By Rich Kane
By Joel Beers
By LP Hastings
By Dave Barton
By Patrice Wirth Marsters
By Erin DeWitt
By Taylor Hamby
By LP Hastings
Photo by James BunoanAnaheim: Seven-bedroom, two-bath house in the Anaheim Historic District
Occupants: Cynthia, Richard, Kristina, Elizabeth, Jonathan and Matthew Ward
Paid: $439,000 in 2004
The Wards' two-story 1908 manse looks finished; but that, Anaheim Historical Society president Cynthia Ward confides, is because she waters the weeds so if you drive by fast enough, they'll look like a 200-year-old English lawn. This year, she promises, they'll break out the rototiller—right after they finish the kitchen, perhaps, or get another bathroom working or strip another yard of old-growth redwood molding.
Those who don't understand this—who aren't themselves afflicted—must think it sad the Wards sold a perfectly good, restored home elsewhere in Anaheim's historic residential district to take on a leaky, 97-year-old, former men's halfway house with bad plumbing, bad electrical, bad floors, gallons of paint covering egg-and-dart molding—and a 14-month escrow. But if this is how you are, this is what you do.
"We had this really great 1913 Craftsman," Ward explains. "It was about done, and like idiots, we needed a new project." They found all but their life's work—and a real dining room—here in a modified Woodland.
Woodland was the properly prosaic moniker for one of several houses of various styles sold by Sears, Roebuck & Co. in its 1908 catalog—or, more precisely, the name of its blueprints.
"The Woodland is of the type of architecture that meets with favor wherever it is built," the catalog raved. In 1908, Sears would sell you a book-thick sheaf of plans—hardbound. You found a contractor, and when the plans arrived, he built your house. A few years later, Ward tells me, Sears would sell you the plans and most of the lumber, shipping it in about three boxcars for $2,491—but then the Great Depression forced Sears to foreclose on its own catalog homes, and the post-World War II housing-development boom changed us from a nation of Do-It-Yourselfers to a nation of Can't-Someone-Else-Do-Iters.
The Wards have this history down cold, but having just moved in December into their modified Woodland (different porch and interior layout), they're still coming to grips with what they've acquired. The coffered dining-room ceiling (gridded with exposed beams and elaborate molding) is the stuff dreams are made of, as is the elaborate egg-shaped and dart-shaped carvings along much of the molding. Of course, they've placed their order for new vintage-look "penny head" hexagonal bathroom-floor tiles and found narrow quartersawn oak for the other rooms.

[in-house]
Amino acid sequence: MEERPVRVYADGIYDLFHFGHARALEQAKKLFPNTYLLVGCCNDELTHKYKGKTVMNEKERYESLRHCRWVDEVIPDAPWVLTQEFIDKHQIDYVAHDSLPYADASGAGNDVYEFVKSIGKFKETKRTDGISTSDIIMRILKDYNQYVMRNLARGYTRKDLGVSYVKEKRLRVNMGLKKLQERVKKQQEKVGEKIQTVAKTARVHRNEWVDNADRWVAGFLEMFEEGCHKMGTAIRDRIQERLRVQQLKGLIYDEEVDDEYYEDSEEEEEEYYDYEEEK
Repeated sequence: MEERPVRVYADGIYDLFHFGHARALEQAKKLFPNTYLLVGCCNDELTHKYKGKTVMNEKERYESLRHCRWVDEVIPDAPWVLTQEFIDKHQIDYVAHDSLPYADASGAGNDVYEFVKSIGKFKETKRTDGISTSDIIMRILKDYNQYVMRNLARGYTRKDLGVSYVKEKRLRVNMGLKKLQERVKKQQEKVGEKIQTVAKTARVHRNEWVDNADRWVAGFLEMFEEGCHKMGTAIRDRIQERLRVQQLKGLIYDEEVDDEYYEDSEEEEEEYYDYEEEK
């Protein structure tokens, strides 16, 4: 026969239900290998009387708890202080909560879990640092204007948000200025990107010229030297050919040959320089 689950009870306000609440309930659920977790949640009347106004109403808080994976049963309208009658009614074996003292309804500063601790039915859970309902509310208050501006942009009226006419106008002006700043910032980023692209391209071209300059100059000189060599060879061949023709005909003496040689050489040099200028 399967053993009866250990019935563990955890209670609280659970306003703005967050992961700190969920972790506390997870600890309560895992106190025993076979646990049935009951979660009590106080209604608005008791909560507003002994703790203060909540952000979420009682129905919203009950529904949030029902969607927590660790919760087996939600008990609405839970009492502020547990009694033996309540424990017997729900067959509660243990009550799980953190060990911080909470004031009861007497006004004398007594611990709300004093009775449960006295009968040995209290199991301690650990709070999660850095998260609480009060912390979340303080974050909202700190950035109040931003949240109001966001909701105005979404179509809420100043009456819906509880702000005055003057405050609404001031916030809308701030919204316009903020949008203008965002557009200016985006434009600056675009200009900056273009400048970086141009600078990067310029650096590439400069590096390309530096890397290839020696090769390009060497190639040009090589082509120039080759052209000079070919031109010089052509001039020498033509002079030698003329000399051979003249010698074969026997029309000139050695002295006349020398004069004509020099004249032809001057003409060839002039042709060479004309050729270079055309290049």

Yet before the Wards can start stripping off all the paint layers, replacing sliding redwood doors and opening up long-closed closets, they have to finish the kitchen (a total redo), work on the bathrooms and, sometime next summer, put a new hipped roof over the whole thing. And, oh, yeah, clean up after that 12-foot-long, 20-year-old beehive behind the boarded-up fireplace upstairs.
"The tenants had bees, and instead of dealing with it, they just boarded it up," Ward says. Looking up the flue, the bee expert asked Cynthia and husband Richard, "You ever see Amityville?" They had. "He ended up in a full bee suit on a scissor lift," she says with a laugh. She can laugh, now. "We were the neighborhood side show."
That's how restoration goes: still up at 2 a.m., sweating over a hot heat gun, loosening paint while everyone's asleep. Knowing you'll have to tear off all those pieces of '40s asbestos siding hiding the real redwood: "The siding salesman was smart," Ward says. "He went down the street, and you can still see some of the houses he hit." But they also know it won't always be this way; their greatest reward—if they can just settle down and live with it—lies ahead, when all the redwood is finally rubbed out. It's in the moldings, the banister, the sliding doors, the window frames and, especially, the coffered dining-room ceiling.
"I've waited my whole life for that ceiling," Ward says. "When we looked at the house, we got as far as that ceiling before [the tenants] thre-w us out. We had to make an offer sight unseen." Not quite sight unseen; they'd seen just enough—and they knew what they were looking for.